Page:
tyre blowing off rim...

neeb
neeb Posts: 4,470
edited August 2009 in Workshop
I had a scary experience the other day when a nearly brand new Pro3 Race tyre (ridden 2-3 times) blew off the rim of my front wheel (Ksyrium Elite). I'd just pulled over at the time and was stationary. First I knew of it was the almighty bang of the tube blowing catastrophically. The scary thing is that a minute previously I'd been doing about 25mph across a bridge with a bus 10ft behind me...

Tyre pressure was at about 110psi, i.e. within specs (assuming my pump dial is correct).

Now I'm scared it's going to happen again when I'm moving...

I thought that I was always careful to put tyres on properly and check that they are properly seated. Wondering if it is something to do with the tyre being new, as they are flat when they are folded.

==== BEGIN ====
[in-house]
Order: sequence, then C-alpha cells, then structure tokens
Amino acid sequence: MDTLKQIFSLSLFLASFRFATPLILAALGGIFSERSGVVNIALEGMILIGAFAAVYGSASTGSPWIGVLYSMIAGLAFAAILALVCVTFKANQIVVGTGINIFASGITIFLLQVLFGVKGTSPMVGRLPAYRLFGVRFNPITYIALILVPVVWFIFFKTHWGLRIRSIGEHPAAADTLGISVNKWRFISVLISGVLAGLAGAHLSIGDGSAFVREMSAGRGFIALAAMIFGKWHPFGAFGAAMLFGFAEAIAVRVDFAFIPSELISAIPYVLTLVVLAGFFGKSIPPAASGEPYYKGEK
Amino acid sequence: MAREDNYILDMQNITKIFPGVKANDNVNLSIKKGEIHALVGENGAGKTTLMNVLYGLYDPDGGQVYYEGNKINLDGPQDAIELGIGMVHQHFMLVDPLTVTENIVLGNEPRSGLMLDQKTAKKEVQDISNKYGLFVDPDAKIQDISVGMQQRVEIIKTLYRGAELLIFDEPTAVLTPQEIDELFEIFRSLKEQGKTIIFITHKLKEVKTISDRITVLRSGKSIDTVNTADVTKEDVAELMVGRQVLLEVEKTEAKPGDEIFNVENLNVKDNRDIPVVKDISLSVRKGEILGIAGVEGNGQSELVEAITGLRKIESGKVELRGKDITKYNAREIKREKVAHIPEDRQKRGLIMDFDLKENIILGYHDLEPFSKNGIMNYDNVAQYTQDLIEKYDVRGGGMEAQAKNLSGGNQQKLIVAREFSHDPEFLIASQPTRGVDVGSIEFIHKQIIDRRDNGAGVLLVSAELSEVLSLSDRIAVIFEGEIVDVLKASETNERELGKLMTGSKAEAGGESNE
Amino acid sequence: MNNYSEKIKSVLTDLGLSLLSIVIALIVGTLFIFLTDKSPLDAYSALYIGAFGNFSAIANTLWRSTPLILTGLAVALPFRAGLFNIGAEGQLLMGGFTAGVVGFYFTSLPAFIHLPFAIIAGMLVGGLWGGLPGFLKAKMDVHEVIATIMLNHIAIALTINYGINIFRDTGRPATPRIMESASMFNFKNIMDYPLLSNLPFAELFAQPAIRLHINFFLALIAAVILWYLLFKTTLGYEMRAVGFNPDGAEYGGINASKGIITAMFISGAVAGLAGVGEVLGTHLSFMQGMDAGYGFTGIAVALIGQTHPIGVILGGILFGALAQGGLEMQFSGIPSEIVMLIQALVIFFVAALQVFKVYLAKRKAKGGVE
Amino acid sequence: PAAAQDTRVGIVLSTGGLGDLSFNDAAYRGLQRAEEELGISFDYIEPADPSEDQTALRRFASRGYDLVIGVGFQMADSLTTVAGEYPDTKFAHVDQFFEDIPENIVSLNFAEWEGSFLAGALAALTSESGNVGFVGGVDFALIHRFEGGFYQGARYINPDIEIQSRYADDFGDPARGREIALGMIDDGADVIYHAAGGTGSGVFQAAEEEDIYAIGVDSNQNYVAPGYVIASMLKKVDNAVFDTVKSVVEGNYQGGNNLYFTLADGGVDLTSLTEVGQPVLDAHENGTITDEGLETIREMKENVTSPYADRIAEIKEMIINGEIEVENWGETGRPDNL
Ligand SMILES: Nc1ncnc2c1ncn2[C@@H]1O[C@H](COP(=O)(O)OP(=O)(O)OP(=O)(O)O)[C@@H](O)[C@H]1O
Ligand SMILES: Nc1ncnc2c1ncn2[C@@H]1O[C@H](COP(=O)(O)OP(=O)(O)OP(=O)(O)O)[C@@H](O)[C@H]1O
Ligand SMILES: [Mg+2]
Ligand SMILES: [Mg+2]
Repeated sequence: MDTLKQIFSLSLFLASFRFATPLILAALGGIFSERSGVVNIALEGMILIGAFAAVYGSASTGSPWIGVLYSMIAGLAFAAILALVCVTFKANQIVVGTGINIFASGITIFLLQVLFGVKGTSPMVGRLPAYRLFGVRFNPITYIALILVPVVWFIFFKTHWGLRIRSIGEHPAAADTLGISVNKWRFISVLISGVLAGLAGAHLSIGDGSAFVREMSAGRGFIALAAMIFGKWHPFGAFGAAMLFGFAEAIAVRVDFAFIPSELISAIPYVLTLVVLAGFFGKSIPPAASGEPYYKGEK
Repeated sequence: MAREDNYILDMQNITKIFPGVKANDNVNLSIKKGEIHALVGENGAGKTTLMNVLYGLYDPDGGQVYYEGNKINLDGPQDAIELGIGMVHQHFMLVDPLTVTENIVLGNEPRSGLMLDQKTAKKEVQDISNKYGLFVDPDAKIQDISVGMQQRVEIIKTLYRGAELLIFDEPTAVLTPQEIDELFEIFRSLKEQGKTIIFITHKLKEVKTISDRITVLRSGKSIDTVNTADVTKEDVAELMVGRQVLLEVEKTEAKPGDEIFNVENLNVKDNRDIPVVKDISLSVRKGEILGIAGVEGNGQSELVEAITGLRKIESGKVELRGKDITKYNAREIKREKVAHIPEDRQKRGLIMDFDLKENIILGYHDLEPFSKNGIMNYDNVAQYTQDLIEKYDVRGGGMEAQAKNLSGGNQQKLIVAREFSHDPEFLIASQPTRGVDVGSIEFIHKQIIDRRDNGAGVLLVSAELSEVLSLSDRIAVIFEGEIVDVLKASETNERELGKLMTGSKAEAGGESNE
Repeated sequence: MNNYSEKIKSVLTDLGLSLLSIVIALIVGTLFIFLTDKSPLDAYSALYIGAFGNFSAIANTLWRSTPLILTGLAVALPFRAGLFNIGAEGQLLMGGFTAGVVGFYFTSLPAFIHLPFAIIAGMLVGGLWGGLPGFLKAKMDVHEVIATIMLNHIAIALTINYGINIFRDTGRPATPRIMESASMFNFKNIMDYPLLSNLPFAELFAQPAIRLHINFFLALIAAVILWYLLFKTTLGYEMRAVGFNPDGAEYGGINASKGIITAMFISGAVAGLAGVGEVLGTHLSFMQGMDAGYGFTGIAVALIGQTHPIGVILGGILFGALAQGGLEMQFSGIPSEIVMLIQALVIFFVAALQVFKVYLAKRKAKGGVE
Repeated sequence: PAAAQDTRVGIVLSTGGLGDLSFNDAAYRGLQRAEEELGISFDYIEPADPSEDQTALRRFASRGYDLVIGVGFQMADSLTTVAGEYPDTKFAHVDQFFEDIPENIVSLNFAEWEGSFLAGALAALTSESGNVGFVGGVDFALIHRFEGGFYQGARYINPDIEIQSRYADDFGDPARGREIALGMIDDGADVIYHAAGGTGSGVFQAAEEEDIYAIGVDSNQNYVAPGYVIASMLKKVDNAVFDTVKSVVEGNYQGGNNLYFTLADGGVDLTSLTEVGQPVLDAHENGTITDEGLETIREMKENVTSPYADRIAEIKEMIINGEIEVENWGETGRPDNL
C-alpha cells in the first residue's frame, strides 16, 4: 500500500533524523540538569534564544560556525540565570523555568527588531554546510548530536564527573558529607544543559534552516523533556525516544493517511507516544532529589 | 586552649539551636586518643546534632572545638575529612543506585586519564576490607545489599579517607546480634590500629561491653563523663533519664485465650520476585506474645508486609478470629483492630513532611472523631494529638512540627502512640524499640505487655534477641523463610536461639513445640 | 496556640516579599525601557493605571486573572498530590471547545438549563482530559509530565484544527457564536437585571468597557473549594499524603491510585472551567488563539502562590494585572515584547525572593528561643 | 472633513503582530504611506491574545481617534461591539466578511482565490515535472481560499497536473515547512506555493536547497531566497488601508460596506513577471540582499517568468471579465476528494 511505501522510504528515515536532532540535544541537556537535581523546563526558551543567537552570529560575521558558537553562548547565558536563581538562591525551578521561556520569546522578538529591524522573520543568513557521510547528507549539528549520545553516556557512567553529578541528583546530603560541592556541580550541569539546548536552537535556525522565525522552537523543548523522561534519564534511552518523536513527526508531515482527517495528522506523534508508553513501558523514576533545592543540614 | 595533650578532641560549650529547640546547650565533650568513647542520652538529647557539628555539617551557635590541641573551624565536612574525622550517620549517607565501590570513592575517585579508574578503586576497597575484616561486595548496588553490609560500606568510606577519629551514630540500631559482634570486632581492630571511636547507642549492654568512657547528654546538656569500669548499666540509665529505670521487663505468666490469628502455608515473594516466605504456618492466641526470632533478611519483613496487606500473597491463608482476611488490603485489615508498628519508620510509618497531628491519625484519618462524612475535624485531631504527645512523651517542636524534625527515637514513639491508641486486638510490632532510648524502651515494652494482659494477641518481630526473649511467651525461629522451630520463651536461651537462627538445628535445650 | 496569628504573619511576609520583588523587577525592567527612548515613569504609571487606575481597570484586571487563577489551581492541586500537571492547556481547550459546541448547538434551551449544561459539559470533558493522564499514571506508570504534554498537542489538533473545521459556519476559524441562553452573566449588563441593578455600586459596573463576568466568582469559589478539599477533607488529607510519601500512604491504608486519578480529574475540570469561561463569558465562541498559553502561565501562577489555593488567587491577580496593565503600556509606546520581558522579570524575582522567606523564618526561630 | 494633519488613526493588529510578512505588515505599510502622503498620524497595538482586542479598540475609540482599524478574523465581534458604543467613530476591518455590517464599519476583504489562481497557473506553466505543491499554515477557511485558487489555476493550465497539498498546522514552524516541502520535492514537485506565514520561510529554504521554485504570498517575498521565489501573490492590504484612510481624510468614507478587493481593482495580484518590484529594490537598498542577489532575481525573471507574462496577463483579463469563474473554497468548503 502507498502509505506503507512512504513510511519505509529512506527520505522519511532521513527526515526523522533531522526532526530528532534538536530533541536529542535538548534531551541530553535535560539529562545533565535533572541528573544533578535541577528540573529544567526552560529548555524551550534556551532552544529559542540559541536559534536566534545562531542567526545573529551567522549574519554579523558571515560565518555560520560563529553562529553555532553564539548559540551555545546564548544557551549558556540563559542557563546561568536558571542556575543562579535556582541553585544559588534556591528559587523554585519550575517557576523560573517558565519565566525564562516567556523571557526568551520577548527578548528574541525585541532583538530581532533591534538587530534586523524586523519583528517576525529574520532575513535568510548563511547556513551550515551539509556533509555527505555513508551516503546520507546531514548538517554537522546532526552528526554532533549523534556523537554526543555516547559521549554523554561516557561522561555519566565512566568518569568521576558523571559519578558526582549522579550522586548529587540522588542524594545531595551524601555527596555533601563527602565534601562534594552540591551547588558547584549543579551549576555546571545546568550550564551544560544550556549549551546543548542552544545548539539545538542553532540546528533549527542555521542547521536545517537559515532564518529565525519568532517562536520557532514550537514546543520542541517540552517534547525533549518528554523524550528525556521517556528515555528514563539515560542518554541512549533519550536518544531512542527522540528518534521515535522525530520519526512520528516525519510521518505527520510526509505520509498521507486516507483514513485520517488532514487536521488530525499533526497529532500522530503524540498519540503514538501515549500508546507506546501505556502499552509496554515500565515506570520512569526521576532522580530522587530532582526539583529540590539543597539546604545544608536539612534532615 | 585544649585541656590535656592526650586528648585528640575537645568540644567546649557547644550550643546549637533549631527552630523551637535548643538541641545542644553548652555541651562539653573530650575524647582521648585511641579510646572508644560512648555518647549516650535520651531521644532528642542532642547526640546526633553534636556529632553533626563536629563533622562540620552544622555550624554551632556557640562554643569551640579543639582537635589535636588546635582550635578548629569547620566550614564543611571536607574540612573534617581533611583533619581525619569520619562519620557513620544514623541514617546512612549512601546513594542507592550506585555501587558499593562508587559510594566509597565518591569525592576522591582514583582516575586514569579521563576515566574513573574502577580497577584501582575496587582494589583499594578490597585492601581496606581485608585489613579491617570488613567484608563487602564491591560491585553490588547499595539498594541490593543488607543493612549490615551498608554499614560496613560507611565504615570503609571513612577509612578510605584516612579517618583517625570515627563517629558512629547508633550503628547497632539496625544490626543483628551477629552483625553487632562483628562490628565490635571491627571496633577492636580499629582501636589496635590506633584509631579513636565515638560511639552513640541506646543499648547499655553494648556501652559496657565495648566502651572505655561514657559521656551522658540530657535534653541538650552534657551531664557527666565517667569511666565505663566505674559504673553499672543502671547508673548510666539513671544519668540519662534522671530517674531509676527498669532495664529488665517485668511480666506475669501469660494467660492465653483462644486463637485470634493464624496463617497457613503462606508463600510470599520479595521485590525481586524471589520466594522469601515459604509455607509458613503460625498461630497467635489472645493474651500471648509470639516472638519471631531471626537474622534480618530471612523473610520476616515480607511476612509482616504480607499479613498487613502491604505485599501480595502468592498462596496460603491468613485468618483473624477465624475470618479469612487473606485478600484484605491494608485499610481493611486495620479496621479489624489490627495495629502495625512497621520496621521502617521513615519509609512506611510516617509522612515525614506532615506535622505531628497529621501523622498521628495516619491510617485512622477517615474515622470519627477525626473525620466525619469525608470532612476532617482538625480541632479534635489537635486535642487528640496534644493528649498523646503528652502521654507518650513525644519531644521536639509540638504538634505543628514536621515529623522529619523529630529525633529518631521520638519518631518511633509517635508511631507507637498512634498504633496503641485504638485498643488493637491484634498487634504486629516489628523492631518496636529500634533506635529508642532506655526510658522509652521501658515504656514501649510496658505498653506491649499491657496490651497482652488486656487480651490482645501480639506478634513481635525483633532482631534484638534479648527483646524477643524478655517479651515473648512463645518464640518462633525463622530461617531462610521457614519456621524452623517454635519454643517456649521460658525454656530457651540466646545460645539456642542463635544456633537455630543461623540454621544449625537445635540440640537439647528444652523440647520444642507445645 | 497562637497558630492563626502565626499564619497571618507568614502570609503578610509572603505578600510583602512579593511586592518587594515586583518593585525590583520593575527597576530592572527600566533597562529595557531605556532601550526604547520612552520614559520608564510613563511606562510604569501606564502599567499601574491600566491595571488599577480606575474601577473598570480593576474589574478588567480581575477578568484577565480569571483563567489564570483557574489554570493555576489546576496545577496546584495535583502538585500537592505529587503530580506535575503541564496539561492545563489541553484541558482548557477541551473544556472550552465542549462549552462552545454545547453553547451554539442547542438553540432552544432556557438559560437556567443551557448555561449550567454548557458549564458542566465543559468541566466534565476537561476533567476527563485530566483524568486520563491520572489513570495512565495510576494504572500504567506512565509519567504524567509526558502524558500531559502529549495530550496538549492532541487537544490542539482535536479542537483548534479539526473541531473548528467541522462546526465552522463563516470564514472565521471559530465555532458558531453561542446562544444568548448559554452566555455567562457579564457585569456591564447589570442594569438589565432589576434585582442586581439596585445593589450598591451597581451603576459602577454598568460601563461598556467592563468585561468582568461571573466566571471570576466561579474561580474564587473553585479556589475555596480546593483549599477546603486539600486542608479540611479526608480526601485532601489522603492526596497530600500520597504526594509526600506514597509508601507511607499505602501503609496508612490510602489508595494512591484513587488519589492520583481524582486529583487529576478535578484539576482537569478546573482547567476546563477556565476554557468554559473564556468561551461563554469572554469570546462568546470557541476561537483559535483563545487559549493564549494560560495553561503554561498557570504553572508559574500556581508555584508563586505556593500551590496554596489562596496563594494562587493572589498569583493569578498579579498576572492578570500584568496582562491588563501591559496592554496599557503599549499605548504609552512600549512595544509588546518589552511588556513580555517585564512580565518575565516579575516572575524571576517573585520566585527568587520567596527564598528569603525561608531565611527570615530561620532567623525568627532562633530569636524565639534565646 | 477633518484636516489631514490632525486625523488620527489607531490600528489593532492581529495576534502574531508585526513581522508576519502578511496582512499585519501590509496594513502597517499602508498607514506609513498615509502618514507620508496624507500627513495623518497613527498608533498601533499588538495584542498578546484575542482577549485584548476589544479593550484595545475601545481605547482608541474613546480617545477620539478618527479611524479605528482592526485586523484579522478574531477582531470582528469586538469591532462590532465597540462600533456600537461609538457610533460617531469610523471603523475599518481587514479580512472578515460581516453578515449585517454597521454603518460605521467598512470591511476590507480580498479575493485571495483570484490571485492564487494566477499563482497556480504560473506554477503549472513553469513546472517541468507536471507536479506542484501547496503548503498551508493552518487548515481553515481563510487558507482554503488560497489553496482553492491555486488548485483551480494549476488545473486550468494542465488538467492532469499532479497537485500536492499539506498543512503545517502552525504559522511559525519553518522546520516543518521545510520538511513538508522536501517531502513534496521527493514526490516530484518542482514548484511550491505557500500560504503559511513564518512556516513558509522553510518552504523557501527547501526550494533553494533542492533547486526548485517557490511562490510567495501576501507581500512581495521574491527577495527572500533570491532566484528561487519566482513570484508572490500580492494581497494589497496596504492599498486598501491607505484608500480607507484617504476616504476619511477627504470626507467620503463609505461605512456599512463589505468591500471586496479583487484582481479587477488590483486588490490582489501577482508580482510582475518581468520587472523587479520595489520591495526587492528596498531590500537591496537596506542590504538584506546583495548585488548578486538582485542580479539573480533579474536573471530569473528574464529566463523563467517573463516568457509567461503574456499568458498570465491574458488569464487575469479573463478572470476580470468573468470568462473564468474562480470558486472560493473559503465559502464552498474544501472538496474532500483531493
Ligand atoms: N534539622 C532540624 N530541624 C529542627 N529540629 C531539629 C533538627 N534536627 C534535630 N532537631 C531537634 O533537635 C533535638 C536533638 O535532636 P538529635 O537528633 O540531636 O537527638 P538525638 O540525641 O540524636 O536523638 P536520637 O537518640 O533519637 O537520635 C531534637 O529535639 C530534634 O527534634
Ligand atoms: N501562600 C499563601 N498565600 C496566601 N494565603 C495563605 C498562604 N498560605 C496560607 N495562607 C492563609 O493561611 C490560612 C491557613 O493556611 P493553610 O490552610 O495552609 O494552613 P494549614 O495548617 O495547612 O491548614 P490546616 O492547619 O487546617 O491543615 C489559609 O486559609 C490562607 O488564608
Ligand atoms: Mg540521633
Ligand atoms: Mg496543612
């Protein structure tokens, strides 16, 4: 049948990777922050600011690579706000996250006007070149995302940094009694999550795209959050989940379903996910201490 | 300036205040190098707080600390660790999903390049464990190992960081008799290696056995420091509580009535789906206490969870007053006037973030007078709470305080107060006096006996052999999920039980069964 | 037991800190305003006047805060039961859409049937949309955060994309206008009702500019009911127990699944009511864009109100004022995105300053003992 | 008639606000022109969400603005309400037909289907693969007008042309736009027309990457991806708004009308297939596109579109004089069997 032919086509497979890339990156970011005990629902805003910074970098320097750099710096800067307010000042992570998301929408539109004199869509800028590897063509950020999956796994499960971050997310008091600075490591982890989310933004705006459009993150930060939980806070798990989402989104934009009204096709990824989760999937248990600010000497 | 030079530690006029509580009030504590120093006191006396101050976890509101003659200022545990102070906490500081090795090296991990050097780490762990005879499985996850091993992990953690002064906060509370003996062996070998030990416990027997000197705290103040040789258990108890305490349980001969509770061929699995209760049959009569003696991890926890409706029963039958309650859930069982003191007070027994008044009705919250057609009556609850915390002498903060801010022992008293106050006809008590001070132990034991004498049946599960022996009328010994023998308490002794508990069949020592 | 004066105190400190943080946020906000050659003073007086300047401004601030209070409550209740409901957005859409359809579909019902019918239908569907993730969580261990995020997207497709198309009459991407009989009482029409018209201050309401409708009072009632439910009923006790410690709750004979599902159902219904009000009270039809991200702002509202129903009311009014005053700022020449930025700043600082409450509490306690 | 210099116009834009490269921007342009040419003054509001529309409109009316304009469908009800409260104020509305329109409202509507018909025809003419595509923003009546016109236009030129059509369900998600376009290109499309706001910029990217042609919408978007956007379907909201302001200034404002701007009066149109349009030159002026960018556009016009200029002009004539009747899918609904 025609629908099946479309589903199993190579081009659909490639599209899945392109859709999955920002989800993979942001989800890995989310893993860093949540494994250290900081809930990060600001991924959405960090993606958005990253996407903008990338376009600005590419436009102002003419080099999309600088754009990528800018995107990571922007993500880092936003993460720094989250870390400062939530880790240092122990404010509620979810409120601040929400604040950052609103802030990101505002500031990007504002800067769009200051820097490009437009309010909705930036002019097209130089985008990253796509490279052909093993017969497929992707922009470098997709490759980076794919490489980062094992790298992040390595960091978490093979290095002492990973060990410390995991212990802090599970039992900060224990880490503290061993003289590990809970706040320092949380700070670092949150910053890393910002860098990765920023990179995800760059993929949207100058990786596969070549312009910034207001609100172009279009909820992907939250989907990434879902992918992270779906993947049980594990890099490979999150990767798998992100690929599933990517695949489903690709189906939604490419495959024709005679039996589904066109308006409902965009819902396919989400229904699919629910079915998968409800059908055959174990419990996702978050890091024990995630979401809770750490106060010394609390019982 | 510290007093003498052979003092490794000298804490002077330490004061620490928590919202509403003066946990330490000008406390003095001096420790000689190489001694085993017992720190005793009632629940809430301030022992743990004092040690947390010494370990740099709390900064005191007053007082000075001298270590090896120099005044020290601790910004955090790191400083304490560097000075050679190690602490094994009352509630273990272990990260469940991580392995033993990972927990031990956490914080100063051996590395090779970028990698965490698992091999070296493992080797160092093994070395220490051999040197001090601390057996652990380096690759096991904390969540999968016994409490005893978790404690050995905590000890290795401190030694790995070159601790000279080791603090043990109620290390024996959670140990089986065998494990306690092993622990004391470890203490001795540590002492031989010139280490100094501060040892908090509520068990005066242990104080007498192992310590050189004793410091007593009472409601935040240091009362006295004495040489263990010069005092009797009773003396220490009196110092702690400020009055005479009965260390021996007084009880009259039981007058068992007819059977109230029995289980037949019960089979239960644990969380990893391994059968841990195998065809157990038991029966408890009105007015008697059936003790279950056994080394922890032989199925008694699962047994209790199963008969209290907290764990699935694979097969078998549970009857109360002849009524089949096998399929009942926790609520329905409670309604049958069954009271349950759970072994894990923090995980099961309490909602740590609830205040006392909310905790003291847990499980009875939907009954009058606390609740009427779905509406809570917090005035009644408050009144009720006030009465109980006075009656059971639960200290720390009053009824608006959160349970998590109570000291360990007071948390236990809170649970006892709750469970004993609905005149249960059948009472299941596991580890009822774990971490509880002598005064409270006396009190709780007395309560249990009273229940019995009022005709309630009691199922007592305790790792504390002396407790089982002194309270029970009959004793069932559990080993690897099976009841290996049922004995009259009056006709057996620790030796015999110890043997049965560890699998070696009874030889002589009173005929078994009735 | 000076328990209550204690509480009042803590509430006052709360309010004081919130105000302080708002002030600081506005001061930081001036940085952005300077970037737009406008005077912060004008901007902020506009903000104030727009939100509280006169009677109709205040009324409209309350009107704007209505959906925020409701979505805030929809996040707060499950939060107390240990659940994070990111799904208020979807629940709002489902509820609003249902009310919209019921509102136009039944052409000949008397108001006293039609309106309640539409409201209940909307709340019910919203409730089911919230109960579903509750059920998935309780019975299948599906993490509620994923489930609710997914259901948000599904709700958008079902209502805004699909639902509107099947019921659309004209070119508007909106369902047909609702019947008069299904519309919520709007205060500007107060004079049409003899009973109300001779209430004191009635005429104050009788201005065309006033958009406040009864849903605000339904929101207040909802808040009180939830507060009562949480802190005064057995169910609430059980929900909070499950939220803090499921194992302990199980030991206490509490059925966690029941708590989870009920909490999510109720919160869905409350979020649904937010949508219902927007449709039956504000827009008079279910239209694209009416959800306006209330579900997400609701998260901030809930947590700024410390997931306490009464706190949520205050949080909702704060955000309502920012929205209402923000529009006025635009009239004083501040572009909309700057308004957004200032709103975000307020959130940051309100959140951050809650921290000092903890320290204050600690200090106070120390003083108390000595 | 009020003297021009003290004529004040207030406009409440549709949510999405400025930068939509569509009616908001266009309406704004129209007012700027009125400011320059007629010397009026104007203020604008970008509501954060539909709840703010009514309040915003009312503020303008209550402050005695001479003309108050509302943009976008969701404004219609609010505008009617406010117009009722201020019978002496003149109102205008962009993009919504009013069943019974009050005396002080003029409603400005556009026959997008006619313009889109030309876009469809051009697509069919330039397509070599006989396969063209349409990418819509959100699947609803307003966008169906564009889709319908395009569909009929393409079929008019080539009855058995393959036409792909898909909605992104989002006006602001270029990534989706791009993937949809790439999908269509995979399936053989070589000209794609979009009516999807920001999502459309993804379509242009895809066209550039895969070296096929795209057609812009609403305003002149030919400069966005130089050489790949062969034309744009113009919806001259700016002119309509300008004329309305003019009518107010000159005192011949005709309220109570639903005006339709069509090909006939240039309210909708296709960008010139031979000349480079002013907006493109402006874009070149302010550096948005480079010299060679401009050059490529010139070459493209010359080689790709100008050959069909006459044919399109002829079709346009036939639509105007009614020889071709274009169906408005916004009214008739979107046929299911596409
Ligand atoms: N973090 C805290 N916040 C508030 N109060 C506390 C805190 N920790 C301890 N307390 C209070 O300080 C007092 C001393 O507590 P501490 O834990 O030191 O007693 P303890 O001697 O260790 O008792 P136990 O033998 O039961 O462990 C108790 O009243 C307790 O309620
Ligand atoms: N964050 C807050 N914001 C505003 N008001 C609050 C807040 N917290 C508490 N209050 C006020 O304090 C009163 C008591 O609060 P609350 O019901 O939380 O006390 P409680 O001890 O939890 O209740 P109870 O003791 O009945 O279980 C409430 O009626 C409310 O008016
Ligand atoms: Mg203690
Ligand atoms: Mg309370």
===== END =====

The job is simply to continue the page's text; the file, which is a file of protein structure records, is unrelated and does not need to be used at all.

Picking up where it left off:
Comments

  • maddog 2
    maddog 2 Posts: 8,114
    tyre could have been incorrectly seated, tyre could have been a dodgy tyre..where did it blow? near the valve? Check you rim bead for any damage/splitting.

    Did you fit with levers or by hand? Levers can sometime stretch the bead and generally speaking you shouldn't used them to fit tyres. If you have the right technique then you don't need them. Only VERY tight tyres need a lever.

    If we assume the rim is straight and round then just clean the tyre and rim bead, fit and inflate to half-pressure, check it's seated and round with no humping (?) and then go full pressure.
    Facts are meaningless, you can use facts to prove anything that's remotely true! - Homer
  • Monty Dog
    Monty Dog Posts: 20,614
    Incorrect tyre installation IMO - inner was probably pinched / stretched at one point and the stress caused it to rupture. After installing the tyre, check all around the bead to ensure that the inner isn't trapped anywhere and then inflate the tyre.
    Make mine an Italian, with Campagnolo on the side..
  • neeb
    neeb Posts: 4,470